Spencer Hawkswell is the CEO of TheraPsil, a coalition of healthcare professionals, patients and advocates dedicated to fighting for the rights of Canadians facing end-of-life or illness-related distress to have compassionate access to psilocybin-assisted therapy.
In our last interview with Spencer in December of 2020, we talked with him about his background, how he became interested in psychedelic-assisted therapy and became involved with TheraPsil. At that time, Section 56 Exemptions had only recently been offered to patients and practitioners. Now, with recent changes to the Special Access Program, we wanted to revisit with Spencer and find out what has changed since then.
You can read the previous interview here.
Since we last spoke, TheraPsil has helped dozens of patients and practitioners gain Section 56 Exemptions to facilitate access to compassionate end-of-life psilocybin-assisted therapy and launched a training program for qualified Health Care Practitioners to offer psilocybin-assisted therapy.
Most recently, Canada appeared to loosen regulations and allow expanded compassionate access to these important programs through, not only Section 56 exemptions, but now the Special Access Program.
This SAP regulatory change hasn’t expanded access has it? What has happened since this new regulation change has been implemented?
The Special Access Program is now one of three regulatory routes for patients to access psilocybin.
In the past, it was Section 56 exemptions or clinical trials and much of our programming, the work that TheraPsil has been doing, was supporting the patients who didn't have enough time or the resources to get into clinical trials, of which there are many people. So, we focused on advocating for compassionate access and we’re able to secure that through section 56 exemptions.
We think it's wrong for people in Canada to be denied access to a mushroom when the only alternative is medical assistance in dying or continuation of treatments that aren’t working. So we were, of course, excited to hear about the special access program being an alternative for patients to access psilocybin, but for the last year, we've had some concerns. Specifically, addressing the concern that the Special Access program still leaves the decision of whether or not a patient gets access to psilocybin in the hands of a bureaucrat, not at the discretion of a doctor.
What we're seeing today is that the Special Access Program, which is intended to be one of three routes, is now being treated like the only route. We're putting patients through the Special Access Program and supporting the patients with a doctor already by helping them with the paperwork — which is about two to six hours of paperwork per application. If you're working on a new diagnosis for which the SAP has not been used before, or new products, it can take up to two months. That's how long it's been taking us. So, unfortunately, for some patients and doctors, the Special Access Program is actually blocking access — It's more like the “Slow Access Program.”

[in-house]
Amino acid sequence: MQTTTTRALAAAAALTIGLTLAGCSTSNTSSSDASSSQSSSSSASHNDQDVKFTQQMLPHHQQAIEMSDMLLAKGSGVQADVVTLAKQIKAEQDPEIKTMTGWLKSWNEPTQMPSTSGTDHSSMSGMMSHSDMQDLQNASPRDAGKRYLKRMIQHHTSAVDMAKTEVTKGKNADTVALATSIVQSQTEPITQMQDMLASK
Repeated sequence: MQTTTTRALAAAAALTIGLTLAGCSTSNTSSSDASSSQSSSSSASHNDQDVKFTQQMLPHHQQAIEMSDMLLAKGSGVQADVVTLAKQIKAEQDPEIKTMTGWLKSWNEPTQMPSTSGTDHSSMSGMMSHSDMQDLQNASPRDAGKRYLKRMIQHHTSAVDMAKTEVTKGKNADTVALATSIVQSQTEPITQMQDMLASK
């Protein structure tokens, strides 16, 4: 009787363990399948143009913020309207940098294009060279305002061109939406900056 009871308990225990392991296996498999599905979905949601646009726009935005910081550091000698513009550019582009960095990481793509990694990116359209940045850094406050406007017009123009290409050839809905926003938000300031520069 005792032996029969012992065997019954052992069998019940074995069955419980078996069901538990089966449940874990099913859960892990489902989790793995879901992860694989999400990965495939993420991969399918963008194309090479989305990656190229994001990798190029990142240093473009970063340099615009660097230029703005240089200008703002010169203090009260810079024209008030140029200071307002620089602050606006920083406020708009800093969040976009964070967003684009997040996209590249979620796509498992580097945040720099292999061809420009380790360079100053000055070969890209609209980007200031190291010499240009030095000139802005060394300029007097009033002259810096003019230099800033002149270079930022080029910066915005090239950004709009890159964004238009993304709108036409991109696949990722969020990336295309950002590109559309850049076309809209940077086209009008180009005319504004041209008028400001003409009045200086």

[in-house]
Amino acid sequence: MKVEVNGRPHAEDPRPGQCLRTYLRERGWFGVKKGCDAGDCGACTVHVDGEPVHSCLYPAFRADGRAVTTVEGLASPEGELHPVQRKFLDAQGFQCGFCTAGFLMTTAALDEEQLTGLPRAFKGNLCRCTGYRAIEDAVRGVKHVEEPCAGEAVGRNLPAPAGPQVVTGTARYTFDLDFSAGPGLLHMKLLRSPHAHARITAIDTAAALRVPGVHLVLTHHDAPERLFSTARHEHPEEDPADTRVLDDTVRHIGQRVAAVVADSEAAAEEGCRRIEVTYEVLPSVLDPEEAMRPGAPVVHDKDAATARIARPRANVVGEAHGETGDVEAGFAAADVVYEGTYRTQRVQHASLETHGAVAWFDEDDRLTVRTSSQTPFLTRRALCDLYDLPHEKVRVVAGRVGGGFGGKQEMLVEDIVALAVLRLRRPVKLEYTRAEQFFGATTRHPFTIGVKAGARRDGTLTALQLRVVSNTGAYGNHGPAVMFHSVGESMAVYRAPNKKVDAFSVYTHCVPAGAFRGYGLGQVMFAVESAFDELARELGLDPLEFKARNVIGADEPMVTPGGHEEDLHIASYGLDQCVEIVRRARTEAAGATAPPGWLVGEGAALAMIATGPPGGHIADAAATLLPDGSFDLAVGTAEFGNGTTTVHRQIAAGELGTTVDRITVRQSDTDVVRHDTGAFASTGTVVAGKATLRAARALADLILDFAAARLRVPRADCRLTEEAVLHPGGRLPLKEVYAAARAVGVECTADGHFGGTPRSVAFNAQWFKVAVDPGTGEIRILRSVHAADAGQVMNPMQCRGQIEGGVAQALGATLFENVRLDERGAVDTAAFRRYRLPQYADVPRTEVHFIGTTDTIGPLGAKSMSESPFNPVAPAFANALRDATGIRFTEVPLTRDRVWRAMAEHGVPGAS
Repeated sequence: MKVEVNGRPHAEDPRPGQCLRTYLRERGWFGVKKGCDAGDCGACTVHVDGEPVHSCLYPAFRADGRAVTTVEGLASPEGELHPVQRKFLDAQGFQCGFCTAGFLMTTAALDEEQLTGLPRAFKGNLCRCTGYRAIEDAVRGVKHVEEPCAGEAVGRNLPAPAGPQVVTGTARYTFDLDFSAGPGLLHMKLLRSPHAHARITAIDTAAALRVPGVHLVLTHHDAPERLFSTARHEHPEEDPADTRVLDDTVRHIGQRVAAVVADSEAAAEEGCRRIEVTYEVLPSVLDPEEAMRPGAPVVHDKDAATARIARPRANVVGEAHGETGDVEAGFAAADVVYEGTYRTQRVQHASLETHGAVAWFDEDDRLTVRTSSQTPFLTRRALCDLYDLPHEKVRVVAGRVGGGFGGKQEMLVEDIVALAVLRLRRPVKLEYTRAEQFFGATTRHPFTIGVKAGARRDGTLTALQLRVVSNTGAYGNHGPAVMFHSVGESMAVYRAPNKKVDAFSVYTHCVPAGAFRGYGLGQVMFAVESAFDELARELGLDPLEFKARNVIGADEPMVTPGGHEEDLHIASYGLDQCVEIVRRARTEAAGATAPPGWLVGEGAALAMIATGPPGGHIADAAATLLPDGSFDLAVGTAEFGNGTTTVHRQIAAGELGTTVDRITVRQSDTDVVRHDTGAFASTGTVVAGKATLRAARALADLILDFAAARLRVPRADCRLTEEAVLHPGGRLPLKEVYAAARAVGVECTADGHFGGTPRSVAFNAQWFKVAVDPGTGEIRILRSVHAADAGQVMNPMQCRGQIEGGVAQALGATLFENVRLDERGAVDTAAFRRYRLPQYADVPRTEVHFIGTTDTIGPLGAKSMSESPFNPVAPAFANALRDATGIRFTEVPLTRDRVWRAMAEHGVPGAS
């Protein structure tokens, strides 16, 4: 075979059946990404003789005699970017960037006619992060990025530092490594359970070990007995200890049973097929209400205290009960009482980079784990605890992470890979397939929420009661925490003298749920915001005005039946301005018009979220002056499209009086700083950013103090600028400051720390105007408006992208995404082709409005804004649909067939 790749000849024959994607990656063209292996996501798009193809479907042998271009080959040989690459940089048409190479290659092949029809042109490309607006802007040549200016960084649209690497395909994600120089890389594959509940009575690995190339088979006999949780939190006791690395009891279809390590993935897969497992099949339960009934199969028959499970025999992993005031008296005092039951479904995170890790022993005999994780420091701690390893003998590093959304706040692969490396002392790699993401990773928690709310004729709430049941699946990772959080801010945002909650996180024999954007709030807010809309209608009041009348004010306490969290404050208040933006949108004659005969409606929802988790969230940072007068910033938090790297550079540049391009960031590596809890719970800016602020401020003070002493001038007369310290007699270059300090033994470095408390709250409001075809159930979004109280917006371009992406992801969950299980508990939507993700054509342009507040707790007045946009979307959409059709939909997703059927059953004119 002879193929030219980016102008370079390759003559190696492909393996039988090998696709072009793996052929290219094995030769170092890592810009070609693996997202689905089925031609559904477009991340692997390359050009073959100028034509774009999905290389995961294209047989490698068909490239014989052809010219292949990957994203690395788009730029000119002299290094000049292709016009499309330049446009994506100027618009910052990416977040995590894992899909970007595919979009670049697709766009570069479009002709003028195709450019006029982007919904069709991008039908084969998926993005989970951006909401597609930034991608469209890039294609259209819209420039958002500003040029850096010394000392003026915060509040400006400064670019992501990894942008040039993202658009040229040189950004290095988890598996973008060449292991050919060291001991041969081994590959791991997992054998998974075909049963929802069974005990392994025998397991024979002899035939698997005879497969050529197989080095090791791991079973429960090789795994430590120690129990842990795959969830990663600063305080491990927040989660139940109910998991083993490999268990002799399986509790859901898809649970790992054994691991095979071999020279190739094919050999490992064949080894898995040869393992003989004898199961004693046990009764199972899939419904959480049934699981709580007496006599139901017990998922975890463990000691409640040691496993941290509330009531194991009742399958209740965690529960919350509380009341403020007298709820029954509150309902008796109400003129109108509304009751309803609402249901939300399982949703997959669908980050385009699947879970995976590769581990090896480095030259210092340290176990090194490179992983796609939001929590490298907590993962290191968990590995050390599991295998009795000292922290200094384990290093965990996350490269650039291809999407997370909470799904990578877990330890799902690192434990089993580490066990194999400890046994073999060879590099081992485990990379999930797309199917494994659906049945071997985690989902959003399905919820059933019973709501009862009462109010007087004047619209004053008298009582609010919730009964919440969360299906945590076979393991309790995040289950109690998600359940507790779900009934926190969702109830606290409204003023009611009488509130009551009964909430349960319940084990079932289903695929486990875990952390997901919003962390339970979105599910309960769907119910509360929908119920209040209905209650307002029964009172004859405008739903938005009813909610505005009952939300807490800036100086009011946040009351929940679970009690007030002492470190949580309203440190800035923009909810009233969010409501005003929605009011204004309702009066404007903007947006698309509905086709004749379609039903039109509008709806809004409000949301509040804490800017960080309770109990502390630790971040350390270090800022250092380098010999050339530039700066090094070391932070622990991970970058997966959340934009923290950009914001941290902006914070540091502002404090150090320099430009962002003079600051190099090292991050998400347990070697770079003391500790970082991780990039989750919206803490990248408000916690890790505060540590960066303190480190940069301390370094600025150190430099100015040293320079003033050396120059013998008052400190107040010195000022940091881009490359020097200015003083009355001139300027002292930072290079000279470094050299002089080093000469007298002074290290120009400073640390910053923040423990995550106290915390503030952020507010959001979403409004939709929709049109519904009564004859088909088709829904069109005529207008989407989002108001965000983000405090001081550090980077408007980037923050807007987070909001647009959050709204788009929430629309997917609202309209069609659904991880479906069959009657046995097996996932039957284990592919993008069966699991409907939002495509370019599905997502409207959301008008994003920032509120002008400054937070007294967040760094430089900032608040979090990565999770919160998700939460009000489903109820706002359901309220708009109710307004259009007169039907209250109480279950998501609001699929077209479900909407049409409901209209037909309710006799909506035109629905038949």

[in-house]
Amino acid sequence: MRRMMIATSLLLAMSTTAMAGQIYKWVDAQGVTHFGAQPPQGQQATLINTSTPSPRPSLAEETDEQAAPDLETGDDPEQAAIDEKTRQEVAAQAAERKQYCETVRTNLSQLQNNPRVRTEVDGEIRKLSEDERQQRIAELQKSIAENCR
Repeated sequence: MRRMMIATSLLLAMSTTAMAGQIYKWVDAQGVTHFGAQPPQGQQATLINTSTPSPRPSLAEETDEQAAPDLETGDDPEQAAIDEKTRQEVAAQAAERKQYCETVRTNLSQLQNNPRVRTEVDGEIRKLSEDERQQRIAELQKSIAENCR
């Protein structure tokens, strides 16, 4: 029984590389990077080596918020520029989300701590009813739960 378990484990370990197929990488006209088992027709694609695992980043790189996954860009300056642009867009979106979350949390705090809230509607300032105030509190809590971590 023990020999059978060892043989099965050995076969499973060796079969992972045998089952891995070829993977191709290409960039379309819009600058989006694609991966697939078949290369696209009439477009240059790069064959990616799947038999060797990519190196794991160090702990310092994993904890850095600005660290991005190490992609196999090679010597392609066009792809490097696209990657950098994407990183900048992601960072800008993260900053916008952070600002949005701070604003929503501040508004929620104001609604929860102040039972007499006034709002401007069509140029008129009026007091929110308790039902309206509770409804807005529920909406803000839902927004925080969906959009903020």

It's unfortunate, because these are patients who have section 56 exemptions written already. Section 56 exemptions are much less time and resource dependent. Doctors, patients, nurses or therapists can get one together in a matter of hours, in fact, less than an hour, and submitted to the government. Those exemptions, at one time, have been granted in as little as 24 hours.
These SAP approval requests, however, are taking a lot of time. It's very demanding on the doctors that they have liability insurance and that they know how to prescribe controlled substances. It’s now being treated as a prescribed substance, which is different from the Section 56 exemptions.
So, essentially, you have two resources: SAP approval and Section 56 exemptions. But for many patients and doctors, the SAP is too difficult. Section 56 needs to be an alternate route. What we're finding is that Health Canada is not treating it that way. They're actually denying patients on the basis that they haven't fully utilized SAP even though they've communicated very clearly that it's not possible.
For example, there is a patient who was waiting for two months to get access to psilocybin through section 56 and reaching out to the Minister of Health Canada. They responded that they were not going to grant the exemption until they had tried the SAP route. We communicated back to Health Canada that there are no doctors or resources available to this patient, nor do they have the time to wait for SAP access, they're going to pass away before that time comes. And unfortunately, Health Canada ignored that patient and it's too late for that patient now.
This is so unfortunate because it’s in contrast to past exemptions where patients — who were in severe distress and close to death — were getting access to psilocybin in as little as 24 hours through Section 56 exemptions. I think I can confidently say that the introduction of this SAP program has been disastrous for patients.